JoJo's Bizarre Adventure: All-Star Battle Review - Screenshot 1 of 7

A long running manga series that spans generations of different bloodlines, JoJo's Bizarre Adventure is just as, er, bizarre as its name suggests. The crazy creation has enjoyed something of a Western popularity surge in recent years, which has resulted in the localisation of JoJo's Bizarre Adventure: All Star Battle – a one-on-one fighter produced by the ever competent CyberConnect2. The Japanese developer is well known for its impressive record with other licensed properties, but how well has it managed to adapt this particularly proud brand?

Perhaps best known for the popular Naruto Ultimate Ninja games, fans have come to expect high quality releases from the studio, and followers of author Hirohiko Araki's work will be glad to hear that All Star Battle perfectly captures the art style and atmosphere of the meticulously penned source material. Much like its ninja-based brethren, the title attempts to pack in as many little details from the manga and anime as it possibly can, which unsurprisingly makes for an incredibly rich experience, especially if you're familiar with the franchise.

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From the menus to the special attacks and the environmental hazards on each stage, the release is absolutely soaked in both subtle and obvious nods to events that transpire in the original work, and it's because of this that fans will quickly become engrossed in the bombastic nature of the game. Newcomers, meanwhile, may find that it takes a little longer to get to grips with what's going on. Trying to wrap your head around the somewhat technical controls is one thing, but trying to do it while numerous characters pop up and strange happenings erupt during a brawl adds a whole new layer of confusion to the learning process.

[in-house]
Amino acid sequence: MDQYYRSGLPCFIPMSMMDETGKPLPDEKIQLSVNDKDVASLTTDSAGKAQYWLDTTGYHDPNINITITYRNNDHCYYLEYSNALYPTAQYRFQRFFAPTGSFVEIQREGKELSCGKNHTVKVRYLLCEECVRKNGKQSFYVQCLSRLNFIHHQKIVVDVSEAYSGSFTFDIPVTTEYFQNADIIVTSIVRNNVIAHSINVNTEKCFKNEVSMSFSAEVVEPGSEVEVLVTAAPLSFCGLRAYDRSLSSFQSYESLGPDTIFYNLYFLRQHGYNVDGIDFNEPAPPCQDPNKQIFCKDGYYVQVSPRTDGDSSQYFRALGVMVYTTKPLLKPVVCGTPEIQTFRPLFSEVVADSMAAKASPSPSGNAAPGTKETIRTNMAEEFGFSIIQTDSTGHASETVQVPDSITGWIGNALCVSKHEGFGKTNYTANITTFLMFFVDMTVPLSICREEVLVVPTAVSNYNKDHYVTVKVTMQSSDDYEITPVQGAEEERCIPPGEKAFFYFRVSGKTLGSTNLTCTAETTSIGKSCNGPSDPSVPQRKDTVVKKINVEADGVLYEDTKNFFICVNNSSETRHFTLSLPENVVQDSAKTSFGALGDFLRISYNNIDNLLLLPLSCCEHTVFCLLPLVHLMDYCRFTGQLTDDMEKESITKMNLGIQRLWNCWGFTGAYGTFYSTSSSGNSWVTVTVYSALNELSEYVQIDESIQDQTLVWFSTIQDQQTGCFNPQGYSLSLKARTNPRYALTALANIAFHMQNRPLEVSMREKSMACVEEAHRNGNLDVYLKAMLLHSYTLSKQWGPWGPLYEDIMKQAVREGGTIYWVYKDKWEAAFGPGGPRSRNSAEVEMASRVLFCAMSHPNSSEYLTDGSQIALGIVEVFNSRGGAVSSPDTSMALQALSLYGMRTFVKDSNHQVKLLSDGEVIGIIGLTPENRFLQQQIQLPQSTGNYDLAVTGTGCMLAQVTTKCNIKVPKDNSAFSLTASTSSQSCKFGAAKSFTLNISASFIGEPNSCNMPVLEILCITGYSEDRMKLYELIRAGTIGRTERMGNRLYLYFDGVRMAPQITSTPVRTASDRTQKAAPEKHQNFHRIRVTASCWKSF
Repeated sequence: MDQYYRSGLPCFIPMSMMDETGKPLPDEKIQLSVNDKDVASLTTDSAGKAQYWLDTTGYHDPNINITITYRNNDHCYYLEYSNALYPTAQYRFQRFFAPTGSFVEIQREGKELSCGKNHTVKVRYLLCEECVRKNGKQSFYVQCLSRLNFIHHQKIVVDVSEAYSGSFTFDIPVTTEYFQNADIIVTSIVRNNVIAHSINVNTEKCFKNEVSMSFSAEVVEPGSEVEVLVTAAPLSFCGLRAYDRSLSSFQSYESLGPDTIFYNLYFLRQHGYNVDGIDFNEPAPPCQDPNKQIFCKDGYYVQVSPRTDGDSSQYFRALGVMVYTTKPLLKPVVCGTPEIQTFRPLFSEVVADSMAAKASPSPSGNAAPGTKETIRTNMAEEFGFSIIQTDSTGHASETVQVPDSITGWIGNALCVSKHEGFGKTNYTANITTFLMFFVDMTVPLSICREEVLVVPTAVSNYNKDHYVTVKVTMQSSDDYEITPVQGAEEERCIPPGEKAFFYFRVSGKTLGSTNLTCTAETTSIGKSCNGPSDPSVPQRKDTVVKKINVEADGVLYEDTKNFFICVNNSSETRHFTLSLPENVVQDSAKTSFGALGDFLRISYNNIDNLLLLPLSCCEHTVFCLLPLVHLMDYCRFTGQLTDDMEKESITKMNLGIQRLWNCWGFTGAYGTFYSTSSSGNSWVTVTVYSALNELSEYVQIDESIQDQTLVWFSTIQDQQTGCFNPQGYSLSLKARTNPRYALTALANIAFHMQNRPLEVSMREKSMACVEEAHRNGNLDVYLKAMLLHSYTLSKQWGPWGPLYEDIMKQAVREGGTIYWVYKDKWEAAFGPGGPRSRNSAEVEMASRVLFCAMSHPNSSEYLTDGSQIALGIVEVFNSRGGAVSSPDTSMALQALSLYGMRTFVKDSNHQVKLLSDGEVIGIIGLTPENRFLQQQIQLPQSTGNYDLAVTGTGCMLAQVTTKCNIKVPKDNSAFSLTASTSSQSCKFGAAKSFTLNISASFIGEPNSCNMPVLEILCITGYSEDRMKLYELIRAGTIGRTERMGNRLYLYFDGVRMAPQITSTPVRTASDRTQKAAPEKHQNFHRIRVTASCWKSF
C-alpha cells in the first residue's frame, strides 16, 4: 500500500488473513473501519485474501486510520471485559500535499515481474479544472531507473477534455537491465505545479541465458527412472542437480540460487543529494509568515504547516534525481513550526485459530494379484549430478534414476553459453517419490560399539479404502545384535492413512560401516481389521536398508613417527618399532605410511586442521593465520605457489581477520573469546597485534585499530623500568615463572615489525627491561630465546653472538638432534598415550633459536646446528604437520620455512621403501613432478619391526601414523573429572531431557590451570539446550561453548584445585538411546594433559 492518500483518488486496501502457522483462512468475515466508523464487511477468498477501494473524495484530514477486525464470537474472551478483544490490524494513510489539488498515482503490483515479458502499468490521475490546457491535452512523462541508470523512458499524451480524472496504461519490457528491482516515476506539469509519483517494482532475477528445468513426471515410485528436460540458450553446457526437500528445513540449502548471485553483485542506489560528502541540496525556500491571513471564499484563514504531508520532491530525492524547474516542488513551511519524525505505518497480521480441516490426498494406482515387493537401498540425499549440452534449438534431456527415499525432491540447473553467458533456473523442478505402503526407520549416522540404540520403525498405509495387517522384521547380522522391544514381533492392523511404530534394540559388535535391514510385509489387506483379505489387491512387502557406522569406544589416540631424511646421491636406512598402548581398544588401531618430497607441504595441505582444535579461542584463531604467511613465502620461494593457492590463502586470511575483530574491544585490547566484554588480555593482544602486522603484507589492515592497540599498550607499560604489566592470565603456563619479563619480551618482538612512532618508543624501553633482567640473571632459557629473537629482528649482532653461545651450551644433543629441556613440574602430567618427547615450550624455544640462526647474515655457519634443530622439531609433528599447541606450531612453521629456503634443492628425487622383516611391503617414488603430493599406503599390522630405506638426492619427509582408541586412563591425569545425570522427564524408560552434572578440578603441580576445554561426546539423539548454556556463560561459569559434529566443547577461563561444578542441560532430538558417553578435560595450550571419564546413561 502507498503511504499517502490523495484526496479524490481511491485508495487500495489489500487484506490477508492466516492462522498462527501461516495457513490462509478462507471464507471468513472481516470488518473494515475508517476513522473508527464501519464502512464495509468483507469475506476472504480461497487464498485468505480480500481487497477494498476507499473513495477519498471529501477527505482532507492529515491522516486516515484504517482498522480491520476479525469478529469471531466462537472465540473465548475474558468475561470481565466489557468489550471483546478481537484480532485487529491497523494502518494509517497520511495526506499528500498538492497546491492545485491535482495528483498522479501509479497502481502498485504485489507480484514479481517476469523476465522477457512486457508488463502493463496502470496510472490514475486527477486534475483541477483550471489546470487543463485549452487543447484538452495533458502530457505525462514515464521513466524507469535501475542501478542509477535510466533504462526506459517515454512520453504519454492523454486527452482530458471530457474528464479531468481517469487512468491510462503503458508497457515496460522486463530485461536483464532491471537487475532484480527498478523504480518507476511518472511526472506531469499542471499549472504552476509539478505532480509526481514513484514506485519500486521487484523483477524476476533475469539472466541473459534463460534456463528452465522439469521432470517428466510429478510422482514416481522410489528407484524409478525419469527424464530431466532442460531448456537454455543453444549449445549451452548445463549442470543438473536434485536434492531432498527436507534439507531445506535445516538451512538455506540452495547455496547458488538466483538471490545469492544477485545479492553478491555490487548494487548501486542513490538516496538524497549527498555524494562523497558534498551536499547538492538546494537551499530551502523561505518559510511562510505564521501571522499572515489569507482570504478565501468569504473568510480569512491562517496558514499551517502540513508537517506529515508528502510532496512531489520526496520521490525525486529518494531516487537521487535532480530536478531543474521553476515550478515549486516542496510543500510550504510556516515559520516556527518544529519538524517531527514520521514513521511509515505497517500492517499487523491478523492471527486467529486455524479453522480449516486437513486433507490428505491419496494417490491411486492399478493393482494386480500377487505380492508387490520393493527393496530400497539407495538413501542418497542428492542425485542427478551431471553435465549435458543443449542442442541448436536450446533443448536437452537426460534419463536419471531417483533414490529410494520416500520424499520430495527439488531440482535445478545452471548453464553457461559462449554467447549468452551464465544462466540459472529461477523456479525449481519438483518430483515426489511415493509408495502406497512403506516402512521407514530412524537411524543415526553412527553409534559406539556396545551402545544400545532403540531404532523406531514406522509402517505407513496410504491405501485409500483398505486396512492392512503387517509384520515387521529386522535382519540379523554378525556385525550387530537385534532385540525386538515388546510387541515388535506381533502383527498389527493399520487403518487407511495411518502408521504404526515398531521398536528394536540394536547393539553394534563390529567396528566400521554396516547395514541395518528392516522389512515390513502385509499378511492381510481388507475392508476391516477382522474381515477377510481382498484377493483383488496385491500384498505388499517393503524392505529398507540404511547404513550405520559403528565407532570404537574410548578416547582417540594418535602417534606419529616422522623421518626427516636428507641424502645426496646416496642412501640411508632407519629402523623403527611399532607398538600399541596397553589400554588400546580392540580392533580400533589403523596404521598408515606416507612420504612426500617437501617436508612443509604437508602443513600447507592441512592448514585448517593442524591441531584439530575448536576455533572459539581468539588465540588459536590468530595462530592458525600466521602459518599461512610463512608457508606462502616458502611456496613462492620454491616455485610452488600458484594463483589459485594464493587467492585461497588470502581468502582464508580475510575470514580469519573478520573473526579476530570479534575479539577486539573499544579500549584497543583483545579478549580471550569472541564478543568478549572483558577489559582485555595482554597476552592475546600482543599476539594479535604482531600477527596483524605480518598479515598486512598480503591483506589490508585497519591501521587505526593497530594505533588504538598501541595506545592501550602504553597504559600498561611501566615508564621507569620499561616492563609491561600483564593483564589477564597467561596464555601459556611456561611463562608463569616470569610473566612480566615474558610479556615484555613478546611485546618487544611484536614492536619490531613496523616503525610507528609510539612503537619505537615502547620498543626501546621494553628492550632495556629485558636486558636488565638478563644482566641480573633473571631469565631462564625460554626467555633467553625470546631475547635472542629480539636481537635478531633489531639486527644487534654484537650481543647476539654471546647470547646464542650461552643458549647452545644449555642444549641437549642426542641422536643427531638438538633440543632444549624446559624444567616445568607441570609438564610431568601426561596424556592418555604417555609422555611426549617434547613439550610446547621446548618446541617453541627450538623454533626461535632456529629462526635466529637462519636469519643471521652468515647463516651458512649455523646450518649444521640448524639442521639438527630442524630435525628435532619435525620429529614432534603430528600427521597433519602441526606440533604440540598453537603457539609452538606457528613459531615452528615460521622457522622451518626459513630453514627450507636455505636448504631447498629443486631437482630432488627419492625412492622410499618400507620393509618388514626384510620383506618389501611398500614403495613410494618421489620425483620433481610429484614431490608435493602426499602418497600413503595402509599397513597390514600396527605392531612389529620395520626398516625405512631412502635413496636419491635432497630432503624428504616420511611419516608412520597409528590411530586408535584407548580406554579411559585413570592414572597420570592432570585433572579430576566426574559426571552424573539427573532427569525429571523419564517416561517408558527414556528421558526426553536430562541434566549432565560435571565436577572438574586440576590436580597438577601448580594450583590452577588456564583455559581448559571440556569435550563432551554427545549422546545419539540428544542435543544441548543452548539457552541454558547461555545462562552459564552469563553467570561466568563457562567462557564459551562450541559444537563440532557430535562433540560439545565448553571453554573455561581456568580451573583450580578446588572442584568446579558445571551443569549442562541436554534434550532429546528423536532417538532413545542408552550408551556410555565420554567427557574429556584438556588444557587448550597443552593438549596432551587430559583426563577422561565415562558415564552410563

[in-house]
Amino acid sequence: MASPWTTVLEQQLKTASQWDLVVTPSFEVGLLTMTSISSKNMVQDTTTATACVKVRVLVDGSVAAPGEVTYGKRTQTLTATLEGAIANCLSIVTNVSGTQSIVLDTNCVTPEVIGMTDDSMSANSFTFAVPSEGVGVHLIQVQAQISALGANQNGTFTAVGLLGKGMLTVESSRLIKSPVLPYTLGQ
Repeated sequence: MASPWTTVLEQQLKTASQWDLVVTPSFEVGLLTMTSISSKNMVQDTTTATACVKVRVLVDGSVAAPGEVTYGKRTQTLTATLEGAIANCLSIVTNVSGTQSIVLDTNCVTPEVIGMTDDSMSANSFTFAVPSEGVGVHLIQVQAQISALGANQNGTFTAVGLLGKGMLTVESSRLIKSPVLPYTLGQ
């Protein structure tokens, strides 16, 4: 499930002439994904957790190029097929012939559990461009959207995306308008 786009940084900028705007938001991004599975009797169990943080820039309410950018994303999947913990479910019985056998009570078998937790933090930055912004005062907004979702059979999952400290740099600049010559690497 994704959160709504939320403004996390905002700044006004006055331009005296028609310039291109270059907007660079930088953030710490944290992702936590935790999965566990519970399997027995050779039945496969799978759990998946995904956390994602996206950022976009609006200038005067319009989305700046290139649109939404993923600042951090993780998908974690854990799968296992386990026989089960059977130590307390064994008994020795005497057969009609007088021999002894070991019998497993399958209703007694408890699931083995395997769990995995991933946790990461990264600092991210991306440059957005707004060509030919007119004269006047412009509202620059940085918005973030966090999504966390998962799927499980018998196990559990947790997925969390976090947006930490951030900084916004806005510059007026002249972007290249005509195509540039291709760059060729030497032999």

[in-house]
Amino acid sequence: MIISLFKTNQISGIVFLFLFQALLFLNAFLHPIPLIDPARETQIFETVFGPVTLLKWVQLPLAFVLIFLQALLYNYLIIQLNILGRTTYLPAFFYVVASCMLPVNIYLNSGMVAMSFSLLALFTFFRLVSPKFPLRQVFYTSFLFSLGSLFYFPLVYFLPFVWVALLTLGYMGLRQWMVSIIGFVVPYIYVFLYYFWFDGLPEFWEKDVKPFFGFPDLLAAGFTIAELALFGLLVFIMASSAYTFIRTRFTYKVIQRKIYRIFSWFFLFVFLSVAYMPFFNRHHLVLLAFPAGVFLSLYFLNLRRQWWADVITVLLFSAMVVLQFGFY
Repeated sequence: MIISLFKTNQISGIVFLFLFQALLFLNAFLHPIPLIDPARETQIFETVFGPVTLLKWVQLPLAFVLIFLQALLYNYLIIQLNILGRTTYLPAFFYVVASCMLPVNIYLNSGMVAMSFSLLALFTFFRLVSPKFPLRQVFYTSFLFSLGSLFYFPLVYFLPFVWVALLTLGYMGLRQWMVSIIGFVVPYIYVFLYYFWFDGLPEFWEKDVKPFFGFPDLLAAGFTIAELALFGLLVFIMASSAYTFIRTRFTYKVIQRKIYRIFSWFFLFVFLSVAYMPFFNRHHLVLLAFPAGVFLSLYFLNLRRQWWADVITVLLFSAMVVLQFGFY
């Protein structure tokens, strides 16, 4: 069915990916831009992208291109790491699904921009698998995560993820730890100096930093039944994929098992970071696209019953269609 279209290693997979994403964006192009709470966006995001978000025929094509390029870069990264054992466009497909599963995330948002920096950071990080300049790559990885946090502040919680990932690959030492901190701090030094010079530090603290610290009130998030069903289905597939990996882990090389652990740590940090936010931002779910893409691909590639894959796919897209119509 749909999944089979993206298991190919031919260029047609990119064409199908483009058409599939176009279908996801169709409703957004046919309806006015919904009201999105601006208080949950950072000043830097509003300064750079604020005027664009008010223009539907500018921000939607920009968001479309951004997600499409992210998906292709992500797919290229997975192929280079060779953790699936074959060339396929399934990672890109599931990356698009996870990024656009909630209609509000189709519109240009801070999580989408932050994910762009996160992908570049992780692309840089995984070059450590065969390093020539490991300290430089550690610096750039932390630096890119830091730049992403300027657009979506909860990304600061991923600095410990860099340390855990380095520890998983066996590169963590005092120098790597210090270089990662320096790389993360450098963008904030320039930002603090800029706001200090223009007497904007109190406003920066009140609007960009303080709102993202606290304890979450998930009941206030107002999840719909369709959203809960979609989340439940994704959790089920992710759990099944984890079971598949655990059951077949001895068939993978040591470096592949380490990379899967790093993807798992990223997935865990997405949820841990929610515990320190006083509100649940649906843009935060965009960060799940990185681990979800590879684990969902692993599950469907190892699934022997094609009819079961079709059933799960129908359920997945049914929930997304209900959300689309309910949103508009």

It also doesn't help that there's no tutorial. There's a practice mode where you can learn how to execute various character specific techniques, but there's no guidance on the more basic aspects of the combat system, which are obviously much more important when you're picking up a fighting game for the first time. As alluded, the title provides much more technical depth than you'd usually expect from an anime-based battler, with jumps, sidesteps, cancels, and juggling combos all playing a vital role in mastering the combat. Because of the learning curve, veterans of the genre should find a lot to like here, but again, the lack of a tutorial can really damage your initial impressions, and its absence simply seems archaic in this day and age.

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Nevertheless, All Star Battle proves to be a satisfyingly flashy and rewarding fighter once you've got used to its core mechanics. While it's certainly not as demanding as something like Tekken or Street Fighter, it still manages to provide a lot of depth for those willing to explore each character's combo potential. As we mentioned previously, its complexity comes as a breath of fresh air in a genre that's full of licensed anime games which tend to rely on comparatively simple systems, and it's likely to strike a chord with more hardcore players because of this.